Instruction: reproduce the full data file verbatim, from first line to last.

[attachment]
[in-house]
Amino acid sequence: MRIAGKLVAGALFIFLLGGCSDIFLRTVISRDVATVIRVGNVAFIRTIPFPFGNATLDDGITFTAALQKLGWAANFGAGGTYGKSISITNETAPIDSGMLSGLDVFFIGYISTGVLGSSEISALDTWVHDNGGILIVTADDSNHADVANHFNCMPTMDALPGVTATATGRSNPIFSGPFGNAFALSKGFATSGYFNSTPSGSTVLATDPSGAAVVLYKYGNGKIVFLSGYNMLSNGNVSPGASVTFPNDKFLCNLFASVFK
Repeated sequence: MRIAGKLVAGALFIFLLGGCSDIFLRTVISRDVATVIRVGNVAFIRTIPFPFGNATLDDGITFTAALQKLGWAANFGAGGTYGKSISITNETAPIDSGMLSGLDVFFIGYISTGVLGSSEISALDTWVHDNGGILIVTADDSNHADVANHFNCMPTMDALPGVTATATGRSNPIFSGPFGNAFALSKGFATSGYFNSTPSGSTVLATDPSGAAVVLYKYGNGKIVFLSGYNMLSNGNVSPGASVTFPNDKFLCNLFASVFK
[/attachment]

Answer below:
[in-house]
Amino acid sequence: MRIAGKLVAGALFIFLLGGCSDIFLRTVISRDVATVIRVGNVAFIRTIPFPFGNATLDDGITFTAALQKLGWAANFGAGGTYGKSISITNETAPIDSGMLSGLDVFFIGYISTGVLGSSEISALDTWVHDNGGILIVTADDSNHADVANHFNCMPTMDALPGVTATATGRSNPIFSGPFGNAFALSKGFATSGYFNSTPSGSTVLATDPSGAAVVLYKYGNGKIVFLSGYNMLSNGNVSPGASVTFPNDKFLCNLFASVFK
Repeated sequence: MRIAGKLVAGALFIFLLGGCSDIFLRTVISRDVATVIRVGNVAFIRTIPFPFGNATLDDGITFTAALQKLGWAANFGAGGTYGKSISITNETAPIDSGMLSGLDVFFIGYISTGVLGSSEISALDTWVHDNGGILIVTADDSNHADVANHFNCMPTMDALPGVTATATGRSNPIFSGPFGNAFALSKGFATSGYFNSTPSGSTVLATDPSGAAVVLYKYGNGKIVFLSGYNMLSNGNVSPGASVTFPNDKFLCNLFASVFK